- The better coupling of transmission line transformers (bifilar, trifilar etc.) translates into improved RL over conventionally wound transformers
- Limiting the turns ratio to 3:1 or less generally improved the return loss. As the turns ratio moves above 3:1, the best possible return loss tends to decrease.
- The smaller or secondary winding should have 4-10 times the inductive reactance of the impedance it's connected to. For a 50 ohms impedance this means a minimal XL of 200 - 500 ohms. I noticed a weak trend towards better return loss with higher XLs. This means that to use a FT37-61 at 7 MHz, the secondary winding should be 9 -14 turns or so.
Above — Further transformer experiments. For a 4:1 impedance transformation at 7 and 14 MHz, a FT37-43 ferrite toroid gave a better out-of-circuit RL than the FT37-61 The comparison transformer with a FT37-43 ferrite core was shown earlier. It's possible to transform a big impedance such as 16:1 by cascading 2 bifilar transformers, or by using a quadrifilar transformer. I didn't build the quadrifilar transmission line transformer, but show it for completeness sake.
Of course, once you connect the transformers to a real circuit, things will change — still it's great to be able to examine transformer return loss in a controlled environment.
Above — a common gate amplifier experiment using 2 cascaded 4:1 Z transmission line transformers. Data with and without the 820 Ω resistor shows that while the resistor gives a great output RL; it eats a lot of power. In cases where I've seen cascaded transmission line transformers used, the resistor was omitted. The Ugly Weekender transmitter by Wes, W7ZOI provides a good example.
In many cases, it's prudent to sacrifice gain for return loss, however, when you see a builder (like the former me), put a 32:3 turns ratio on a 5 MHz amplifier output transformer and label the secondary windings "50 Ω", we'll know better.
Above — An evolution of the amplifier above to get the best possible output RL. I omitted the 820 ohm resistor and matched the output with an L-network. The return loss on the output of the second transmission line transformer (measured before the L-match was added) was 3.4 dB.
The L-match values were roughly determined by using this chart (you can also do the math). According to the chart an (output) RL of 3.4 dB, is either 10 ohms or ~250 ohms or so. Ten ohms is unlikely, so I designed my L-match to match 250 to 50 ohms. This provided some starting values for the L and C parts and the rest was done on the bench using trial and error with an RL bridge. At the time, this was the highest output RL I'd ever achieved.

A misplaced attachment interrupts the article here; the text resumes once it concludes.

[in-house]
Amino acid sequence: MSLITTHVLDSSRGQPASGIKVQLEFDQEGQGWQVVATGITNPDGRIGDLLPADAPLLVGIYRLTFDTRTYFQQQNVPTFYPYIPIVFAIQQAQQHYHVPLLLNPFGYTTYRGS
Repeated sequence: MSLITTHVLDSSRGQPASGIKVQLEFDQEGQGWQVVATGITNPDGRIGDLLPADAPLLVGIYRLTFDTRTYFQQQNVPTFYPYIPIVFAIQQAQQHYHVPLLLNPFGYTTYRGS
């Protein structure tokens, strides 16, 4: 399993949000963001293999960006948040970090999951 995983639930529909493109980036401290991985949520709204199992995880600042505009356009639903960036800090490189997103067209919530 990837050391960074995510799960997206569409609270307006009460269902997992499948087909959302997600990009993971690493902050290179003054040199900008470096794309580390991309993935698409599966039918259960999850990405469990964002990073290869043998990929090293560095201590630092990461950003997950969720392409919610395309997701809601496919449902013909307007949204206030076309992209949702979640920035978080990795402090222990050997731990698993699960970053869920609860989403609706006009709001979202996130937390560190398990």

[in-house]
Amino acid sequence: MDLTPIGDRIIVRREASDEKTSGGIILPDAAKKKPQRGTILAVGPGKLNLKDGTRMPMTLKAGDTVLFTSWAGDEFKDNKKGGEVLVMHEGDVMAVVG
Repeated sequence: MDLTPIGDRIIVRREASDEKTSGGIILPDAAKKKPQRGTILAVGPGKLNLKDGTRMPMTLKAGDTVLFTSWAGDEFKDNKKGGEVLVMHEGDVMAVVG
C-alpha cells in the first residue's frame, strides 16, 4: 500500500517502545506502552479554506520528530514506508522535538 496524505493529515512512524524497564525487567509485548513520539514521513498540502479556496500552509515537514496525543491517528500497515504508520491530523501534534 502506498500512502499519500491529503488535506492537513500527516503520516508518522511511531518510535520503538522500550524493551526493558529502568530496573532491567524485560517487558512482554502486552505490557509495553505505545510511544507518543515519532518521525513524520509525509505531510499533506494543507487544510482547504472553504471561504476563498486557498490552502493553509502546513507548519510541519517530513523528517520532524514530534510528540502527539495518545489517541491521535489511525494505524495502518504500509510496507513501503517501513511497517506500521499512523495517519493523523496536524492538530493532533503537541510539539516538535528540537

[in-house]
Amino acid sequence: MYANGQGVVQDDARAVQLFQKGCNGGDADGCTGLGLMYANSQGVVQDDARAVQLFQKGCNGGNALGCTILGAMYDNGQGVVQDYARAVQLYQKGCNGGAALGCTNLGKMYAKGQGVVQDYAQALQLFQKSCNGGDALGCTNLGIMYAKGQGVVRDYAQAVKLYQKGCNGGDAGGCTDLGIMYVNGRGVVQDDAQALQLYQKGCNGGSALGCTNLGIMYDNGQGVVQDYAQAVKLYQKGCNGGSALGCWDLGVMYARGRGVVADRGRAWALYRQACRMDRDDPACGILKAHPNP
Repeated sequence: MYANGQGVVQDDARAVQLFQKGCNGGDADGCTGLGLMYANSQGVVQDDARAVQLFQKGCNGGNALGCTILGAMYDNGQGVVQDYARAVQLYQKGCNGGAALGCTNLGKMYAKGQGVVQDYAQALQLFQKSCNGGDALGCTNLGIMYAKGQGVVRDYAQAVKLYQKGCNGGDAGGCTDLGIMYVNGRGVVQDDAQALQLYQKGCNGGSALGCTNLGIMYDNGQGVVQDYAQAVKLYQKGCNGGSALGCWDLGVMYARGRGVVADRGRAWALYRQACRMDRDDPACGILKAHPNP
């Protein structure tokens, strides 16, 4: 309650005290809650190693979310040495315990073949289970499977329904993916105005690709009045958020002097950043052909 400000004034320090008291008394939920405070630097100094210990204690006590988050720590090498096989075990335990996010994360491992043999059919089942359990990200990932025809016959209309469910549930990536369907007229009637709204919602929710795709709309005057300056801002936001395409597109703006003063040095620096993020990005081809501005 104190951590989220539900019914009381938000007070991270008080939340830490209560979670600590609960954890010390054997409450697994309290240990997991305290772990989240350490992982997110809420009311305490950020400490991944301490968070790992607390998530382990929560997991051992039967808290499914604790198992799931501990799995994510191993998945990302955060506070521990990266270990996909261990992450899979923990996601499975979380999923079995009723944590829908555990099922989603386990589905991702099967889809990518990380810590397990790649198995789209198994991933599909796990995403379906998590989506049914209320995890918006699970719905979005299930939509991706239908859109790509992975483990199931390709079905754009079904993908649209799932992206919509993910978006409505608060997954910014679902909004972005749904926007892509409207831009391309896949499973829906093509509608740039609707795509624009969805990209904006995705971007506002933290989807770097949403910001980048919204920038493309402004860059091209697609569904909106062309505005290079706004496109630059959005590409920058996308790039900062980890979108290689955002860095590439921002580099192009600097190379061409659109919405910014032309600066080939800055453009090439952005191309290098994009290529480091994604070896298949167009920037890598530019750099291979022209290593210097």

RF engineers use math to calculate impedance (they always do). I sent the schematic to Wes, W7ZOI for his analysis and summarize his return email comments as follows: At 7 MHz, the XL of the 2.22uH inductor is 97.6 Ω, therefore the impedance looking into that with 50 Ohms as the load is 50+j97.6. A complex inversion of this value gives a complex admittance that has a real part: 0.0041. Flipping that gives 240 Ω. The equivalent reactance is inductive with a value that would be tuned by a 184 pF capacitor; a bit more than you have there — so there is some reactance presented by the center tap of the second transformer. Neglecting these details, the L net generates about 240 Ohms. The two transformers then kick the Z up by 16 to 3856 Ohms.
I was pleased that my simple chart gave a value close to his calculation. Test it out — the chart may work okay for you.
The input match is over 20 dB and reasonable. More time could have been spent on the input autotransformer by tapping and such to increase the input RL, however, time is the 1 resource we all seem to lack.
The final amplifier experiments employ an L-match to set output return loss. When reading electrical engineering books you'll often see all sorts of matching networks on both the input and output of FETs and BJT amplifiers. The networks look simple, but in practice, aren't. They tune sharply, have a low bandwidth and in the case of the CG amp, harbor a big problem — tuning the output for the best output return loss, dramatically affects the input return loss and potentially, your return loss measurement by the reactance affecting the RF signal in your bridge. When tuning the output, you're actually changing 2 complex impedances — this is not trivial.
Also if you're off by a few pF or tens of uH in your network C and L values respectively, you can wreak havoc with the measurements. At this point, I don't possess all the skills needed to tune both the output and the input network to a RL of 20 dB or greater; especially with a broadband input.